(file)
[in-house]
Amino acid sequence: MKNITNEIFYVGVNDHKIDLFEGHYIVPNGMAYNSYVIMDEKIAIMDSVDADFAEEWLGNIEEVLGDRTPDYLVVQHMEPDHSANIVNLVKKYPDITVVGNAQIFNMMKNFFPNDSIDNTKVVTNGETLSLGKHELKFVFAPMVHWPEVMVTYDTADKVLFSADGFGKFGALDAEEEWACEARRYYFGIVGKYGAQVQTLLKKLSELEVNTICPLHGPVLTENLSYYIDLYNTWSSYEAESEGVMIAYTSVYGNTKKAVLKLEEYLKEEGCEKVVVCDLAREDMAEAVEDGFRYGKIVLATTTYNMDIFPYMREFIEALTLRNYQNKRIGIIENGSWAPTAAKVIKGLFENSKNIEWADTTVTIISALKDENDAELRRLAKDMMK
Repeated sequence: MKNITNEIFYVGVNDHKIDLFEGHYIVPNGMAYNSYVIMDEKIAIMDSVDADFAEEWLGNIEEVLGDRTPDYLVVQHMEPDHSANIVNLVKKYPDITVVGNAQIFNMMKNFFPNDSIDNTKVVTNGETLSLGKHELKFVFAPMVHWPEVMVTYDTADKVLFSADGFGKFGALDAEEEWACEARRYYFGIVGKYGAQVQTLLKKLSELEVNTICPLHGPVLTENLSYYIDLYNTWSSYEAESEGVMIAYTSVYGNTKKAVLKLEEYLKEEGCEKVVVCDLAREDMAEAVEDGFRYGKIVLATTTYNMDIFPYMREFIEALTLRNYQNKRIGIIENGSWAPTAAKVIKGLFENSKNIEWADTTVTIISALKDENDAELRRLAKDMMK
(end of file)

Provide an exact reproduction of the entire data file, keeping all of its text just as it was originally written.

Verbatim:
[in-house]
Amino acid sequence: MKNITNEIFYVGVNDHKIDLFEGHYIVPNGMAYNSYVIMDEKIAIMDSVDADFAEEWLGNIEEVLGDRTPDYLVVQHMEPDHSANIVNLVKKYPDITVVGNAQIFNMMKNFFPNDSIDNTKVVTNGETLSLGKHELKFVFAPMVHWPEVMVTYDTADKVLFSADGFGKFGALDAEEEWACEARRYYFGIVGKYGAQVQTLLKKLSELEVNTICPLHGPVLTENLSYYIDLYNTWSSYEAESEGVMIAYTSVYGNTKKAVLKLEEYLKEEGCEKVVVCDLAREDMAEAVEDGFRYGKIVLATTTYNMDIFPYMREFIEALTLRNYQNKRIGIIENGSWAPTAAKVIKGLFENSKNIEWADTTVTIISALKDENDAELRRLAKDMMK
Repeated sequence: MKNITNEIFYVGVNDHKIDLFEGHYIVPNGMAYNSYVIMDEKIAIMDSVDADFAEEWLGNIEEVLGDRTPDYLVVQHMEPDHSANIVNLVKKYPDITVVGNAQIFNMMKNFFPNDSIDNTKVVTNGETLSLGKHELKFVFAPMVHWPEVMVTYDTADKVLFSADGFGKFGALDAEEEWACEARRYYFGIVGKYGAQVQTLLKKLSELEVNTICPLHGPVLTENLSYYIDLYNTWSSYEAESEGVMIAYTSVYGNTKKAVLKLEEYLKEEGCEKVVVCDLAREDMAEAVEDGFRYGKIVLATTTYNMDIFPYMREFIEALTLRNYQNKRIGIIENGSWAPTAAKVIKGLFENSKNIEWADTTVTIISALKDENDAELRRLAKDMMK